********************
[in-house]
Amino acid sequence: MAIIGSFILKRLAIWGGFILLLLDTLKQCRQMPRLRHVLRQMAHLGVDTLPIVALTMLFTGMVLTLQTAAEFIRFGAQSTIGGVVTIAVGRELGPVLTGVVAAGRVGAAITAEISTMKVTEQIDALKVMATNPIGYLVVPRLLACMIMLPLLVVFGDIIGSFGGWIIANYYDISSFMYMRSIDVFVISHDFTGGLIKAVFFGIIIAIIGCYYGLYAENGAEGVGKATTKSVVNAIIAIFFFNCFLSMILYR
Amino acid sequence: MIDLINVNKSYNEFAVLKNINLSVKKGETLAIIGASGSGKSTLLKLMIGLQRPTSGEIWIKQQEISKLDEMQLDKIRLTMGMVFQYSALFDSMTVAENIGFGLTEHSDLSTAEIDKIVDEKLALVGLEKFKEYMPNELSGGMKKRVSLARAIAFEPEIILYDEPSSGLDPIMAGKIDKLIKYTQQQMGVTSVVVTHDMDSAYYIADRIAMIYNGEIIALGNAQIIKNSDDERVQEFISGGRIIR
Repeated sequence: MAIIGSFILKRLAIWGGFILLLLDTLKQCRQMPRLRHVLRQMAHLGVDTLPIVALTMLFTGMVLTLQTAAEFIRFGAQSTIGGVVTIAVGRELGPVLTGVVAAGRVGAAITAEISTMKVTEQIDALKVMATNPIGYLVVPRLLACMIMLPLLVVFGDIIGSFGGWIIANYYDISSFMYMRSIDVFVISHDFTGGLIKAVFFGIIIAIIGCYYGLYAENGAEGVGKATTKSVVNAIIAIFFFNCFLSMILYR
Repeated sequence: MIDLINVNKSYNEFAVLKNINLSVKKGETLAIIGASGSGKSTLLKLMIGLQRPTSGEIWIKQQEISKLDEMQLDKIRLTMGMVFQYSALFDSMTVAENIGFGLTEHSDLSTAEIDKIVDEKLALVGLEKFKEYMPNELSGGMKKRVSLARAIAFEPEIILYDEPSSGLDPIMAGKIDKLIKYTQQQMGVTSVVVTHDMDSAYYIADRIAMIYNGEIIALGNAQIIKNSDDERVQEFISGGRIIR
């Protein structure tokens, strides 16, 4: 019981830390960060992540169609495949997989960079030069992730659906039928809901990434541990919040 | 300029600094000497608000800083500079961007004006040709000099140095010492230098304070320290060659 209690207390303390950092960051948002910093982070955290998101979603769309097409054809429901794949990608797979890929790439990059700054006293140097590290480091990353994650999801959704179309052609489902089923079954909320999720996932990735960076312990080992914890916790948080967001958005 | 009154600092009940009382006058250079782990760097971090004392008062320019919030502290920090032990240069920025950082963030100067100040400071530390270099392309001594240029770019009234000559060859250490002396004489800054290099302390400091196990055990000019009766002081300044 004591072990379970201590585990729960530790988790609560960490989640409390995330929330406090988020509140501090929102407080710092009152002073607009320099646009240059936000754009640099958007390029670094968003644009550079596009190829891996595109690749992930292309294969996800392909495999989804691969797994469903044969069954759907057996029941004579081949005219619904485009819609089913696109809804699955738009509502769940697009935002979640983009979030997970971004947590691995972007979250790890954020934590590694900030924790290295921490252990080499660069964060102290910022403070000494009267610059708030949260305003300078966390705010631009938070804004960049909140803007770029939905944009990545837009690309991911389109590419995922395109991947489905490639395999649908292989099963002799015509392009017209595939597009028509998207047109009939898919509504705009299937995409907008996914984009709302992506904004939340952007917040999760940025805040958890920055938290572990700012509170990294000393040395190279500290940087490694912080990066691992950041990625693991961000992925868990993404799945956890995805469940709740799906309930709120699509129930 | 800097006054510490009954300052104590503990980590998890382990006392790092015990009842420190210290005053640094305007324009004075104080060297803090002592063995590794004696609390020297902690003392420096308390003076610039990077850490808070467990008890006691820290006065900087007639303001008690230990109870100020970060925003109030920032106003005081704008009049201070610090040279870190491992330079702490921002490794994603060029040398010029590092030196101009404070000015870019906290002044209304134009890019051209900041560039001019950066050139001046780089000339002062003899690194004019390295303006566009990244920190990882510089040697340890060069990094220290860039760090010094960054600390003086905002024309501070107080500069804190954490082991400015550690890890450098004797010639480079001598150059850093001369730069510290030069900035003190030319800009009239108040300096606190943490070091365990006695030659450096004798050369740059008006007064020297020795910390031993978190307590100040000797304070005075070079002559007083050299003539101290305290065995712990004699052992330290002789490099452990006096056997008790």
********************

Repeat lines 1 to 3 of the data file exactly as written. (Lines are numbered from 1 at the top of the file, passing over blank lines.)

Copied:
[in-house]
Amino acid sequence: MAIIGSFILKRLAIWGGFILLLLDTLKQCRQMPRLRHVLRQMAHLGVDTLPIVALTMLFTGMVLTLQTAAEFIRFGAQSTIGGVVTIAVGRELGPVLTGVVAAGRVGAAITAEISTMKVTEQIDALKVMATNPIGYLVVPRLLACMIMLPLLVVFGDIIGSFGGWIIANYYDISSFMYMRSIDVFVISHDFTGGLIKAVFFGIIIAIIGCYYGLYAENGAEGVGKATTKSVVNAIIAIFFFNCFLSMILYR
Amino acid sequence: MIDLINVNKSYNEFAVLKNINLSVKKGETLAIIGASGSGKSTLLKLMIGLQRPTSGEIWIKQQEISKLDEMQLDKIRLTMGMVFQYSALFDSMTVAENIGFGLTEHSDLSTAEIDKIVDEKLALVGLEKFKEYMPNELSGGMKKRVSLARAIAFEPEIILYDEPSSGLDPIMAGKIDKLIKYTQQQMGVTSVVVTHDMDSAYYIADRIAMIYNGEIIALGNAQIIKNSDDERVQEFISGGRIIR